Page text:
Ockenström’s piece builds nicely off Bailey’s, considering questions of demonic possession’s presence in natural and image magic—two traditions existing contemporaneously with official demonological accounts from the Church, whose protocols for engaging with and employing demons and other spirits for the purposes of divination, magic, and profit were derived from Judaism and Christianity, but presented more complicated views on relationships (both contractual and otherwise) with these beings. These are genres I am particularly interested in, especially in light of my ongoing doctoral studies on Christianity and magic. Drawing on sources including the famous Picatrix, she considers a dozen texts of image and natural magic in which connections between spiritual beings and illnesses appear, considering the different perspectives from which they treat these beings, protocols for their interactions, associations with herbs, stones, astrological phenomena (especially the fixed stars), and instructions, materials, and iconographical guidelines for their conjuration, subjugation, use in divination and sorcery, and inclusions in talismanic images and enchanted rings. Ockenström’s survey of these materials considers how, while demons are still largely considered to be the adversaries of mankind, connected to stars, planets, and natural phenomena thought to bring misfortune and illness, they may also be summoned intentionally for the benefit of the conjuror, using specific instructions, astrological timings, and material aids in order to compel them into speaking truth and servicing the conjuror without harming them. Special attention is given to texts which locate demons as the causes of illnesses (including illnesses the conjuror can induce in others by the employment of these same spirits); practices whose theological and magical roots can be traced back to earlier Greek, Roman, Jewish, and Egyptian customs; from Hellenistic natural sciences to the Greco-Egyptian Magical Papyri.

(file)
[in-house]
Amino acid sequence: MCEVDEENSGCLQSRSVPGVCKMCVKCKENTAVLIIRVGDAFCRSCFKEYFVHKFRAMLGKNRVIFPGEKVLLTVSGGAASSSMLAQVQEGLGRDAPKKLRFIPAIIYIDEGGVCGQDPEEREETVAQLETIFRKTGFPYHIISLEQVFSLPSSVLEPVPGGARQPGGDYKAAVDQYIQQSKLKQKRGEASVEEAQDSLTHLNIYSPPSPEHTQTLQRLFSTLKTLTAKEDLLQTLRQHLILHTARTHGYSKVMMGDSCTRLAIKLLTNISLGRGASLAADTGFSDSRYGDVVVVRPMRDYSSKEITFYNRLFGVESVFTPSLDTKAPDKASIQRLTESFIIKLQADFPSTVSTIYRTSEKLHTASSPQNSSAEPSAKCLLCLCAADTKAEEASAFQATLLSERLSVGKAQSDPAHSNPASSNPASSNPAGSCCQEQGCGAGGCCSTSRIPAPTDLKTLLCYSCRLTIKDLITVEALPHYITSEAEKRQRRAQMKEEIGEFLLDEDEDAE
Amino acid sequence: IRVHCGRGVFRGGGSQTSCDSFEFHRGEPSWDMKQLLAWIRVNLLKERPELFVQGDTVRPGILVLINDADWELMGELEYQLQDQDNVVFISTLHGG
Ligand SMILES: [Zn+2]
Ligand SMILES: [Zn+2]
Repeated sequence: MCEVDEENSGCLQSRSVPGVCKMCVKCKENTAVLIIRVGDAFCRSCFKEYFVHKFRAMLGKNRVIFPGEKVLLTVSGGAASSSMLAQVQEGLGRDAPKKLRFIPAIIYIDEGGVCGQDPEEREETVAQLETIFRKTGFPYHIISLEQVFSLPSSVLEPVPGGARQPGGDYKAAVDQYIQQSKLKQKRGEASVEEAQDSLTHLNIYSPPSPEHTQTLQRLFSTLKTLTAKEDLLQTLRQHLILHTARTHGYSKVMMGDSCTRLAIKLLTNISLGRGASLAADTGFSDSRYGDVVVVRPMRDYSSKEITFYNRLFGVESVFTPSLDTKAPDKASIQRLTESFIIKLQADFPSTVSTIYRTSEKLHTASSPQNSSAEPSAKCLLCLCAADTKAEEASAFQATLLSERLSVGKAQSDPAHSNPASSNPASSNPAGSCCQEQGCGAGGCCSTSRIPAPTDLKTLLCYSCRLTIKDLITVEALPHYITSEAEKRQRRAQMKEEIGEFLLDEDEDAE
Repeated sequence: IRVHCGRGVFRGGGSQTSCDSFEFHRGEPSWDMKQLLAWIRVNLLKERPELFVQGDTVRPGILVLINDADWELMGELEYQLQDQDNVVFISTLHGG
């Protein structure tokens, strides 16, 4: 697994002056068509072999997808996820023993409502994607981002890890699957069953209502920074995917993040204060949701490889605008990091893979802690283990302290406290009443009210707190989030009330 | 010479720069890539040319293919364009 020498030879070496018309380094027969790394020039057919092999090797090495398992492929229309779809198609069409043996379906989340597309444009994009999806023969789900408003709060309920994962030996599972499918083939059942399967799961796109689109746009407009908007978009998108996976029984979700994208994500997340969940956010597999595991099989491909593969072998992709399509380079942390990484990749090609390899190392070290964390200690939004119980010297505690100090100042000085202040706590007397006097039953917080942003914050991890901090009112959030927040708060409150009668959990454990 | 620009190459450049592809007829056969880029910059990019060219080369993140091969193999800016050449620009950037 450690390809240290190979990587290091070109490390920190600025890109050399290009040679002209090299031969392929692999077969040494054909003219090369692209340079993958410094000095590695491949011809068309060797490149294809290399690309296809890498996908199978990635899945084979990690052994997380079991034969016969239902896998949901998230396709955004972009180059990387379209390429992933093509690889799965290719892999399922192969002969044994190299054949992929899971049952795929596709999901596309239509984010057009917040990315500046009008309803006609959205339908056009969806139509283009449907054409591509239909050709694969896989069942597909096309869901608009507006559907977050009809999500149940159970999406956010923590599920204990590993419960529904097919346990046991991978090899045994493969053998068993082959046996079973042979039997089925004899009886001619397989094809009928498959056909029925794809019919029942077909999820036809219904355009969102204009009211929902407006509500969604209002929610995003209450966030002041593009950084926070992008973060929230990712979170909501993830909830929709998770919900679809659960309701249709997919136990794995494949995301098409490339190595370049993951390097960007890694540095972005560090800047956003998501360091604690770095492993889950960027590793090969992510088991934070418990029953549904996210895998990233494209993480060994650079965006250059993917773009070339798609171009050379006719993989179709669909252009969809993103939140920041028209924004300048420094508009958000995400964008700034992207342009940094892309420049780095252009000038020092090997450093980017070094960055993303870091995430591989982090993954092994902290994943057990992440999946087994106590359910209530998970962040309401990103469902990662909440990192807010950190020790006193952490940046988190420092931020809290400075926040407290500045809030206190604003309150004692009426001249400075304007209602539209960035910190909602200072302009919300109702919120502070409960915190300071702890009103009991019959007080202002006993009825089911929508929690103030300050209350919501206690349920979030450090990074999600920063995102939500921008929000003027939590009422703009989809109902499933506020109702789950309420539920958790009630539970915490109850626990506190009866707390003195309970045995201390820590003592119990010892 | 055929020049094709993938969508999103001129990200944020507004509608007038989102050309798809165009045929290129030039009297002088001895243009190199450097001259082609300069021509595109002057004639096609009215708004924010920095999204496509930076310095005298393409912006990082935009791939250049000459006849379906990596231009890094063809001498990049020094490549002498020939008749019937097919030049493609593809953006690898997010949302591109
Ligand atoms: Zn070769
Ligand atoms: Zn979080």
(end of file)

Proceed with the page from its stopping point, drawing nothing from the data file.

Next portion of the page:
Above image: Biblioteka Jagiellońska, BJ Rkp. 793 III. Image of Venus. Opera medica, astronomica et astrologica. Latin, created 1458/59. Source: http://jbc.bj.uj.edu.pl/Content/868/PDF/NDIGORP000800.pdf